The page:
Reviewed by: Dave Gibbons, Library Patron and Volunteer
Genre: Fantasy, Audiobook
Suggested Age: Adults, teens
What is the book about?: Shea Ohmsford has journeyed across the Four Lands to embrace his destiny. With only three elfstones for protection he is joined by the mysterious Druid Allanon and his brother Flick in a quest find the lost Sword of Shannara and slay the villainous warlock lord. Stopping first in the Kingdom of Culhaven, the party is joined by Prince Balinor, two elven brothers, and a crusty dwarf. Along the way the party is separated, they take on the minions of the warlock lord, rescue the elven king and spur an elaborate siege in which not all characters survive. The Sword of Shannara is ultimately located in an understated but by no means anticlimactic fashion assisted by Panamon Creel and his troll companion Kelset (who serve as a sort of Han solo and Chewbacca for the book) and the warlock lord defeated. While this may seem like the end of the story it ultimately raises far more questions than are answered.
My Review: This is the first part of a trilogy that sets the stage for a series that will ultimately make up over twenty novels. The many parallels between this story and Tolkien’s Lord of the rings are undeniable, but it would do a great disservice to dismiss it as a “knock off” as a far more elaborate world is hinted at in this book and explored in future volumes.
Typically I am a huge fan of annotated editions of books. I find the added info enriches the story. The Shannara saga has recently been optioned by MTV, inspiring me to revisit the story, and I choose the annotated edition. How quickly I would realize my mistake. Author Terry Brooks’s ongoing commentary is akin to an obnoxious person interrupting a movie repeatedly to ask “who is that?”. I have listened to many books that, in print, use footnotes as a storytelling device translated masterfully to audio but the jarring nature of these tear you out of the story and interrupt Scott Brick’s exceptional narration and typically offer little to the story or Brooks’s writing style as a majority of his insights are merely “…and my answer is ‘what do you think?”. While I would whole heartedly recommend this book I would steer clear of the annotated edition.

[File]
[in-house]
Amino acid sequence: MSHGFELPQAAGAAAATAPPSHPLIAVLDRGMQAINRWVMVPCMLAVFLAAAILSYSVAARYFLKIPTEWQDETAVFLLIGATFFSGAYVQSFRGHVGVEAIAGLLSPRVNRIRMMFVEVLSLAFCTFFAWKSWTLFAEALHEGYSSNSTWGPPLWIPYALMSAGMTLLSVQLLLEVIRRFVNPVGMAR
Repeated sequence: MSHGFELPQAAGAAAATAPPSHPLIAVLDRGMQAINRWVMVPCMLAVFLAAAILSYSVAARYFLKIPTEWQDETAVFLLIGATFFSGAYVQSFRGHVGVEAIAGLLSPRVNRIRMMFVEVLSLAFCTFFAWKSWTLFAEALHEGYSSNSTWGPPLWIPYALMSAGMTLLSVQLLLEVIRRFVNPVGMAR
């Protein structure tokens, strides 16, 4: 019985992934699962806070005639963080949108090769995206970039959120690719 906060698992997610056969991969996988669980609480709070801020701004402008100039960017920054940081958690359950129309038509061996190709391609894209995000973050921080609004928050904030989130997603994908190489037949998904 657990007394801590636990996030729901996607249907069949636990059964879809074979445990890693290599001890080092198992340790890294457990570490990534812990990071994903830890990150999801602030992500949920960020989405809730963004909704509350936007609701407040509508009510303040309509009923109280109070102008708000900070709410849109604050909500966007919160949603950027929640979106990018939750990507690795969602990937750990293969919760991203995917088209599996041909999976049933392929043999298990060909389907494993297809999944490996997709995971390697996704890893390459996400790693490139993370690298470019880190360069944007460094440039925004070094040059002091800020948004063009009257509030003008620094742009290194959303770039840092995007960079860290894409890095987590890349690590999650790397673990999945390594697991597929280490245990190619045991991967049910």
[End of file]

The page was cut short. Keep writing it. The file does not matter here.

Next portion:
About FDL Reads
Welcome to FDL Reads, weekly book reviews from Fondulac District Library. Librarians (and possibly some other guest reviewers) review all types of books, from children’s picture books, young adult favorites, to the latest adult thriller, and share their thoughts each week at fondulaclibrary.org. If the book is owned by Fondulac District Library (or another local library), you’ll see a direct link to the catalog entry and whether or not it is available. If it is checked out or at another local library, you will be able to place a hold as long as you have your library card and PIN numbers. As with any book review, these are our opinions…we disagree amongst ourselves about books frequently. We all have different likes and dislikes, which is what makes the world an interesting place. Please enjoy, and keep on reading!